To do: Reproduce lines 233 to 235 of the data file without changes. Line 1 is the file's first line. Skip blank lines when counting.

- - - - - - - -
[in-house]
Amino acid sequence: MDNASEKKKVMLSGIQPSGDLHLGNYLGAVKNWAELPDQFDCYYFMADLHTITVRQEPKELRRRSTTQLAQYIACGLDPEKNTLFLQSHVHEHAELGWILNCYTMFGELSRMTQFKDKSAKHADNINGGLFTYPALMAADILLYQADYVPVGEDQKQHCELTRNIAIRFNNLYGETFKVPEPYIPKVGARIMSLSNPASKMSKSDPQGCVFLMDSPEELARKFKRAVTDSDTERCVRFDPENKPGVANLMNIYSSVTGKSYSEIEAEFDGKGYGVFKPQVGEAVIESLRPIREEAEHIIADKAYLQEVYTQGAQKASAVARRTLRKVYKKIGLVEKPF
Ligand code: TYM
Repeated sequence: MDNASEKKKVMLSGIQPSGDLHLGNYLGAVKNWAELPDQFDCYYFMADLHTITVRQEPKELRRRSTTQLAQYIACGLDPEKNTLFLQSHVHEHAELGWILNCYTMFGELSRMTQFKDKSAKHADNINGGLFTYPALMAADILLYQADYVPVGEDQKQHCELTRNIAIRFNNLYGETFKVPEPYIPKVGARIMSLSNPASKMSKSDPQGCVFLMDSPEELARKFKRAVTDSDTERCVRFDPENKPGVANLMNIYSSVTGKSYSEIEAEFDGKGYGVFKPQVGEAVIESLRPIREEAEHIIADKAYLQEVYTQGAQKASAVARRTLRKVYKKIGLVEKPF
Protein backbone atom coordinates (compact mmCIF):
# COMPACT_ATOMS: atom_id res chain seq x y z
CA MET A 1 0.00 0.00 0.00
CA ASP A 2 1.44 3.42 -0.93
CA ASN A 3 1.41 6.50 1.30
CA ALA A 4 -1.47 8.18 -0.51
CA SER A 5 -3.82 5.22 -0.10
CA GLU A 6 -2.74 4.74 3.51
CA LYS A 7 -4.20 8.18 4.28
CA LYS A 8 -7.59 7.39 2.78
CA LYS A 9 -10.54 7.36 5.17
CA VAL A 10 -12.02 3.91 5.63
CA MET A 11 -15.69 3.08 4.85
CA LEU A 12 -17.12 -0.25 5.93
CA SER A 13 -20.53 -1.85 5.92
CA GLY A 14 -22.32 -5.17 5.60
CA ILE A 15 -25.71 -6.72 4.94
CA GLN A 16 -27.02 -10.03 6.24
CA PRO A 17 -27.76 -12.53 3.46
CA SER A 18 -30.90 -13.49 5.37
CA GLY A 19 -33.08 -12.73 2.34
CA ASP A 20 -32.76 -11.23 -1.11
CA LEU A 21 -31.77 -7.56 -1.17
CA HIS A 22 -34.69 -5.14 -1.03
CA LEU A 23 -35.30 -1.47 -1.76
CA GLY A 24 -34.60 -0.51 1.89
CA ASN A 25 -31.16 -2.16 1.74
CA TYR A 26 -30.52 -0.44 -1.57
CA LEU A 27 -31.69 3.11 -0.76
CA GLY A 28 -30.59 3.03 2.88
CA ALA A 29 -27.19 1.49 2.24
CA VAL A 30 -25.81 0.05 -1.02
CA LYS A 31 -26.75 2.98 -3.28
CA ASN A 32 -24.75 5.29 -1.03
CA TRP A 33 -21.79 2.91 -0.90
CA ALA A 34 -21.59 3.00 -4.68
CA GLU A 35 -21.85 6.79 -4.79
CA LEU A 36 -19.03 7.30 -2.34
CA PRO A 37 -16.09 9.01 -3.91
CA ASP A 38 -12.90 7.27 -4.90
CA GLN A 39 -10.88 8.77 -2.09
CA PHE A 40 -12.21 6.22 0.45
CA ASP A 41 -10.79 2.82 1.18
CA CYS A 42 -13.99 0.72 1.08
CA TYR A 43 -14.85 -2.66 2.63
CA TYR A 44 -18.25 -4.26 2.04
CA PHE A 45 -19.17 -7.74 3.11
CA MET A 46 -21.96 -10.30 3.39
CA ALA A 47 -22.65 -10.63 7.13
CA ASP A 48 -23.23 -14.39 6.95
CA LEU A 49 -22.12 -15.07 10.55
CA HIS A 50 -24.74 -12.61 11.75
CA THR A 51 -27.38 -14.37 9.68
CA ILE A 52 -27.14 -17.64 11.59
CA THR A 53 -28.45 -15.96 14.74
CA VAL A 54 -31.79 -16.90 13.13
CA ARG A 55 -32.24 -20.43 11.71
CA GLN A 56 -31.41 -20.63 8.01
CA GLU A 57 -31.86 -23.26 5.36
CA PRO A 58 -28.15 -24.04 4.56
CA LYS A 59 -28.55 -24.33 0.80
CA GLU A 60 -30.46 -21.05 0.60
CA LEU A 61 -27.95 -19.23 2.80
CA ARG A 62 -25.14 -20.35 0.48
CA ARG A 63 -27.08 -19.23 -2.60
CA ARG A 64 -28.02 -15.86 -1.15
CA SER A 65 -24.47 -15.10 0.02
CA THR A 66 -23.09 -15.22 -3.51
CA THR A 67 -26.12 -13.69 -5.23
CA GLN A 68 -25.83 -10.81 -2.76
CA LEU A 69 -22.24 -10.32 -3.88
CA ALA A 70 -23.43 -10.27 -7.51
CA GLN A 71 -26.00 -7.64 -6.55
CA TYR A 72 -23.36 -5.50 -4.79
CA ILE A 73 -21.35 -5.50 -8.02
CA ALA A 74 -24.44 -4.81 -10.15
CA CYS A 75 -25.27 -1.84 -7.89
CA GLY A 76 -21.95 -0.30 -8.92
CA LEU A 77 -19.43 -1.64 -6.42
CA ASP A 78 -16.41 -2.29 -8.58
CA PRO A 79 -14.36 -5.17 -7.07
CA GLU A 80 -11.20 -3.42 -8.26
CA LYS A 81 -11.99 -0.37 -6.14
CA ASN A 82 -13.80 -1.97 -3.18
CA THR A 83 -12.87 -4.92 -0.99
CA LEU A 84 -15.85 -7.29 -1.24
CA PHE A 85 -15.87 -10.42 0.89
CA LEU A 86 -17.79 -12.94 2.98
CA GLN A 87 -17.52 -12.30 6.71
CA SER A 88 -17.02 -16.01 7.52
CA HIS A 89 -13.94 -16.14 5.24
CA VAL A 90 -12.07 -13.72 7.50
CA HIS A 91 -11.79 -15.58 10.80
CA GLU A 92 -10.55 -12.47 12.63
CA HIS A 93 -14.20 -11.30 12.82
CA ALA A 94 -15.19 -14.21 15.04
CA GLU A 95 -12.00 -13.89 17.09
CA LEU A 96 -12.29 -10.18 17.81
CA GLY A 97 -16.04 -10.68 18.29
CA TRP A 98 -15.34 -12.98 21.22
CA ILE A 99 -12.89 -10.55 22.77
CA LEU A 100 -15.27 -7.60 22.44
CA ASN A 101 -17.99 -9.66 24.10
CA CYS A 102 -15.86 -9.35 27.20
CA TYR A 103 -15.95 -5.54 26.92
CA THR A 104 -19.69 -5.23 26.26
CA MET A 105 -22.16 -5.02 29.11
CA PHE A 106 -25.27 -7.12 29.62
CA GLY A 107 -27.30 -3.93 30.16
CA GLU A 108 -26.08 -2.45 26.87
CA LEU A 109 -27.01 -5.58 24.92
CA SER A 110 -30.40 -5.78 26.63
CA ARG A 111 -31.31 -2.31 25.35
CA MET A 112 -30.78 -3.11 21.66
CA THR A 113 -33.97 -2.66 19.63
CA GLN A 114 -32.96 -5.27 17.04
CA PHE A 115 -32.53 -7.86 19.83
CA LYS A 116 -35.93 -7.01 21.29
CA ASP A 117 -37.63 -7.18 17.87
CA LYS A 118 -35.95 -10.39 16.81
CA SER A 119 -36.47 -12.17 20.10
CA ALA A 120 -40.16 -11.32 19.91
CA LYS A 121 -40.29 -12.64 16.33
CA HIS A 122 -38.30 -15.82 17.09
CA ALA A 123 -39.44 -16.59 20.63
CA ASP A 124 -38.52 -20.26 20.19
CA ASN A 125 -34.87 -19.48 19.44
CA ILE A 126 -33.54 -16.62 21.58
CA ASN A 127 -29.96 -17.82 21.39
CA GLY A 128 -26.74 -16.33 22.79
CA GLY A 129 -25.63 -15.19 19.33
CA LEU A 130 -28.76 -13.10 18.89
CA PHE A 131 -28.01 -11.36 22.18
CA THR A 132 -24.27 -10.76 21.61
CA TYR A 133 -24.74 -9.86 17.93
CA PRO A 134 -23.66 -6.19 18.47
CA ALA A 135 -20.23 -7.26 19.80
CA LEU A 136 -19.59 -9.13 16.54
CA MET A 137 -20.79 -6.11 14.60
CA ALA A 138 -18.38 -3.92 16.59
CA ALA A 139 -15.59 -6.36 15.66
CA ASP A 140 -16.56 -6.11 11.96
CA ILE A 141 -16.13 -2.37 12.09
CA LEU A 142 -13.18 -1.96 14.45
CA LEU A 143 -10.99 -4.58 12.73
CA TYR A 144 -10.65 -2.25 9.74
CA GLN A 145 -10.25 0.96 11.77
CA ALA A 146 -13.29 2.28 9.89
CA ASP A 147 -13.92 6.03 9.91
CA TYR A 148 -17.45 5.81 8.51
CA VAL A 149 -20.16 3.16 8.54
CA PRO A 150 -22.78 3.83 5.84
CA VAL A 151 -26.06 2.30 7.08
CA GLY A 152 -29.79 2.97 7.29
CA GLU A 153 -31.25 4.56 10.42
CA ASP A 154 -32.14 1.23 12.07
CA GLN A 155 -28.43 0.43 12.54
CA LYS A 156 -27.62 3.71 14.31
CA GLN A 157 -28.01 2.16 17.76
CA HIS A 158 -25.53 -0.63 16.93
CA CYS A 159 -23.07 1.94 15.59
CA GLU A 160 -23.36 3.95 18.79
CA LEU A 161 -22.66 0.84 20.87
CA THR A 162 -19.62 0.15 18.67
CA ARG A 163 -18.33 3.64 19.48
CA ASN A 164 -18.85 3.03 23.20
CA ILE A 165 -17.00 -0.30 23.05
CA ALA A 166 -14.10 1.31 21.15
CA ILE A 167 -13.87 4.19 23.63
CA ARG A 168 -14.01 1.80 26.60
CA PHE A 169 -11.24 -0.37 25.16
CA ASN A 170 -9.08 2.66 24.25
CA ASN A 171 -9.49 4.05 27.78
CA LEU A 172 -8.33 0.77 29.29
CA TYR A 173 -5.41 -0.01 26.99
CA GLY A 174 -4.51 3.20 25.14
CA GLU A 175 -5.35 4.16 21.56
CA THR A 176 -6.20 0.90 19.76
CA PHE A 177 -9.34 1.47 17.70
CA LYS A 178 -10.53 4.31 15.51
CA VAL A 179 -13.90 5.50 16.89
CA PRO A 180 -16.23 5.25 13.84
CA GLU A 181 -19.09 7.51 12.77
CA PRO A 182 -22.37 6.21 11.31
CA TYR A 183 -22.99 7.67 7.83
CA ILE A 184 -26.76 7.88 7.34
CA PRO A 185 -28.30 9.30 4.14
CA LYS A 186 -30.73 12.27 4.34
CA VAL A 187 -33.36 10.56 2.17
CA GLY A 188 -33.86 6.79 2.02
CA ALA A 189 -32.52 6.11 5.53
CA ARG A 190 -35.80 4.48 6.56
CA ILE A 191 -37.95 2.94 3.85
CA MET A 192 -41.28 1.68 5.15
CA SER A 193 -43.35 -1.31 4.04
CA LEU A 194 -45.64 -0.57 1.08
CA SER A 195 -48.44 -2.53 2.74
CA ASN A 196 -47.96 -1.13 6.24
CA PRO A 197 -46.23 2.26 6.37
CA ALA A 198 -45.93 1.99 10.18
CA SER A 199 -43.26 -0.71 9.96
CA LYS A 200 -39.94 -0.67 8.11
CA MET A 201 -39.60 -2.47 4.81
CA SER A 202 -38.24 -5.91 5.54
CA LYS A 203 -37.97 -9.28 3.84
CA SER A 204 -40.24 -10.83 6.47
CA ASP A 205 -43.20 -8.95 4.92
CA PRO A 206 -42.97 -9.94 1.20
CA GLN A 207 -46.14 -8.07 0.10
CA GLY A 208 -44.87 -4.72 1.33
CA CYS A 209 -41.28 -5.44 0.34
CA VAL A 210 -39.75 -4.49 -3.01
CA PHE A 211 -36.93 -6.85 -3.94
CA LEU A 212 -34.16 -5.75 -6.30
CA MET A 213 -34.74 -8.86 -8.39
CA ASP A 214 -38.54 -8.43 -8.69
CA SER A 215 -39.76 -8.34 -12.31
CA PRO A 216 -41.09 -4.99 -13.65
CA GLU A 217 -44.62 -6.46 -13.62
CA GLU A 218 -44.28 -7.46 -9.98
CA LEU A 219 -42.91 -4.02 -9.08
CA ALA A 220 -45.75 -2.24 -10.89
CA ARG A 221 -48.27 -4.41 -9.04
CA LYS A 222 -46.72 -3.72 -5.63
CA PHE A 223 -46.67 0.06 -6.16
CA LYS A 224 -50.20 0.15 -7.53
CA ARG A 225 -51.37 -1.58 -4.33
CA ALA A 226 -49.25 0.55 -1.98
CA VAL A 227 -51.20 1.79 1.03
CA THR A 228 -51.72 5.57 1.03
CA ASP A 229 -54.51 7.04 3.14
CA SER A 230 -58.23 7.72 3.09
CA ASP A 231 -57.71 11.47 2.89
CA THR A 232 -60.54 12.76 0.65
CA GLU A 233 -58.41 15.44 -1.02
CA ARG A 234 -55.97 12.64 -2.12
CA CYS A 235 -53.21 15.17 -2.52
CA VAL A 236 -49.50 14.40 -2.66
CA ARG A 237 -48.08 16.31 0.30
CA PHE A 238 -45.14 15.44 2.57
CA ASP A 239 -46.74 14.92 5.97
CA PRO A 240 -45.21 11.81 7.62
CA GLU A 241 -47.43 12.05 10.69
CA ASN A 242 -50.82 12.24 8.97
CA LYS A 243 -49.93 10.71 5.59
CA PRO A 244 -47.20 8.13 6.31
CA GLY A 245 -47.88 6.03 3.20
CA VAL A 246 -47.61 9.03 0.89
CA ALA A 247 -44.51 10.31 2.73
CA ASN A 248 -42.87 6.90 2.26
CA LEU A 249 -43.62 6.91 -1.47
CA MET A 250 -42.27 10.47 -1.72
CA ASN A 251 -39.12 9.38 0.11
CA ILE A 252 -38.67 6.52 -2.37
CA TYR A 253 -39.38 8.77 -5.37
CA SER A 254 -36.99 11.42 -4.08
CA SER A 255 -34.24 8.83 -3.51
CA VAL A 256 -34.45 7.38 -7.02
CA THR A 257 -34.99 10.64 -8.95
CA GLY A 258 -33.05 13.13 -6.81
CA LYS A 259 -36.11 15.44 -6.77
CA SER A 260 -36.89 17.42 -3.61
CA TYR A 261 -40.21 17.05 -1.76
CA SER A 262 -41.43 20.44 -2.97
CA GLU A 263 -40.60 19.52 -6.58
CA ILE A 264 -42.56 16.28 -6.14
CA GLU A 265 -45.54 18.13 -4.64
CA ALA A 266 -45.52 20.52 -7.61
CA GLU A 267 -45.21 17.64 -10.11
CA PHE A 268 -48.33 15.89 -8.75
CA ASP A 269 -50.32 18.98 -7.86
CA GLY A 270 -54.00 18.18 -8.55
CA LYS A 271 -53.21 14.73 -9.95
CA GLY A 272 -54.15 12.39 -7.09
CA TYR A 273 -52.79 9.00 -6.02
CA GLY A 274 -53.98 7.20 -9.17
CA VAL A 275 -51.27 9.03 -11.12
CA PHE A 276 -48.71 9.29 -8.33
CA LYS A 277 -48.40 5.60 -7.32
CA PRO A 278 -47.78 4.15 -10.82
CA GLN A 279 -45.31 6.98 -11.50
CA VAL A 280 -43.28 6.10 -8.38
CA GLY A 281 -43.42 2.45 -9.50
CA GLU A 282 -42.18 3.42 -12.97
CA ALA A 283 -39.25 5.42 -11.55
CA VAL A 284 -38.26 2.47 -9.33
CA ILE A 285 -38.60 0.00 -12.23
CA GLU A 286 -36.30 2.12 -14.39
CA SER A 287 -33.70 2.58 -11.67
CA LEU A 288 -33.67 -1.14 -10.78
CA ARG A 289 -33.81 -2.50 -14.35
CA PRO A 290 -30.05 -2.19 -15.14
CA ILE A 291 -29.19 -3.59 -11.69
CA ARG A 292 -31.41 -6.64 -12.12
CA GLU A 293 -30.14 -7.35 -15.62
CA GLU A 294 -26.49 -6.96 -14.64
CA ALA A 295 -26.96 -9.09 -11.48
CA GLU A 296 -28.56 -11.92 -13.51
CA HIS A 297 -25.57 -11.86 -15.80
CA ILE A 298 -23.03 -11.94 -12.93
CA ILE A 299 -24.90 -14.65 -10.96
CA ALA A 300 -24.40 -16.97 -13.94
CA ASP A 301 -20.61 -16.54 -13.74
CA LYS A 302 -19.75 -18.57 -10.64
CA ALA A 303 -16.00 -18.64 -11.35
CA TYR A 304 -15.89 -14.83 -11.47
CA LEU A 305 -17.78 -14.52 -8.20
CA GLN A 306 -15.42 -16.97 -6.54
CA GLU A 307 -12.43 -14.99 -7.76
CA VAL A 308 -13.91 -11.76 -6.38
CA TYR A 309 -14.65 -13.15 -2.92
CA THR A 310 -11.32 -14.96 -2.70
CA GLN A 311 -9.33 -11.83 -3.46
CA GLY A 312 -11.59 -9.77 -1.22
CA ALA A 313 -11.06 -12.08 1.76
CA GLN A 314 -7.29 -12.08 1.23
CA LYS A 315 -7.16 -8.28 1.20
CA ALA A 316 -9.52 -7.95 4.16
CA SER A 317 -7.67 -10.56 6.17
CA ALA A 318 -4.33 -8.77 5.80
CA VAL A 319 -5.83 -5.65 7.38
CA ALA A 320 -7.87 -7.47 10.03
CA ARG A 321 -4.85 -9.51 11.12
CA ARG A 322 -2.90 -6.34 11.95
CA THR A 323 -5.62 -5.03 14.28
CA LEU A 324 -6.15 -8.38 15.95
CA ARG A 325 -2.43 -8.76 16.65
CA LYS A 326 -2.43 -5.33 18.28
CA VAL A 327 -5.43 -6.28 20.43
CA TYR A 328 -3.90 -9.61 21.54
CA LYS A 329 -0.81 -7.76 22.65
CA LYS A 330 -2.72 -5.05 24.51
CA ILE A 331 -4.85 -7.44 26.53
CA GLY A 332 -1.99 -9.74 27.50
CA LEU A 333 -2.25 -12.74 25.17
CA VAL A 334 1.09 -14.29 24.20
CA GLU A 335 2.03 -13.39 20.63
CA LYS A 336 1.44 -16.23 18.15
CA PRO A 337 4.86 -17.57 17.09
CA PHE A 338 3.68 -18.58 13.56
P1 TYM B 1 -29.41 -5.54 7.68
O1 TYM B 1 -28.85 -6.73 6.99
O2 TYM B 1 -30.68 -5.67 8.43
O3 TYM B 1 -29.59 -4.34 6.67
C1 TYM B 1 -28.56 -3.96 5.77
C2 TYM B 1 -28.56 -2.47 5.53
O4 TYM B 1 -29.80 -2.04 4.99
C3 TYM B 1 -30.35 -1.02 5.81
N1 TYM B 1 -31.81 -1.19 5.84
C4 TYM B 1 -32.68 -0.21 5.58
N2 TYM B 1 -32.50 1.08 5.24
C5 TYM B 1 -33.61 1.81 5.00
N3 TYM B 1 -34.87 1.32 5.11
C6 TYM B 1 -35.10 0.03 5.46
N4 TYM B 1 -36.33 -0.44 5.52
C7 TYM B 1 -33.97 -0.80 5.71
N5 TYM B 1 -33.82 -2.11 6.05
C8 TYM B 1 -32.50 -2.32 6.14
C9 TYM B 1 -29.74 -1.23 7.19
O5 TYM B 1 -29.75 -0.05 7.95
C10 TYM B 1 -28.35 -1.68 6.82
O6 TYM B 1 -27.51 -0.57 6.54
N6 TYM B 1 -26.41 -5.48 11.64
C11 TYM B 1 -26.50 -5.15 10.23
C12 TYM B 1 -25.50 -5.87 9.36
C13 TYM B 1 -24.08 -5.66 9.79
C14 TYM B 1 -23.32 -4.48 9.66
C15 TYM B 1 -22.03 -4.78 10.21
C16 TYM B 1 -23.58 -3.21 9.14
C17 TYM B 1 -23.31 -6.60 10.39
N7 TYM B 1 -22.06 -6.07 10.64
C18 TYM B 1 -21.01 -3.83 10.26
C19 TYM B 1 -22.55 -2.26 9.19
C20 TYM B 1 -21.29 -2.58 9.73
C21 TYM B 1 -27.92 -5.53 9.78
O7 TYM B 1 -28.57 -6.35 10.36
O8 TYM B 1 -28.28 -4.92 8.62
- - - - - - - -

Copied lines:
CA VAL A 227 -51.20 1.79 1.03
CA THR A 228 -51.72 5.57 1.03
CA ASP A 229 -54.51 7.04 3.14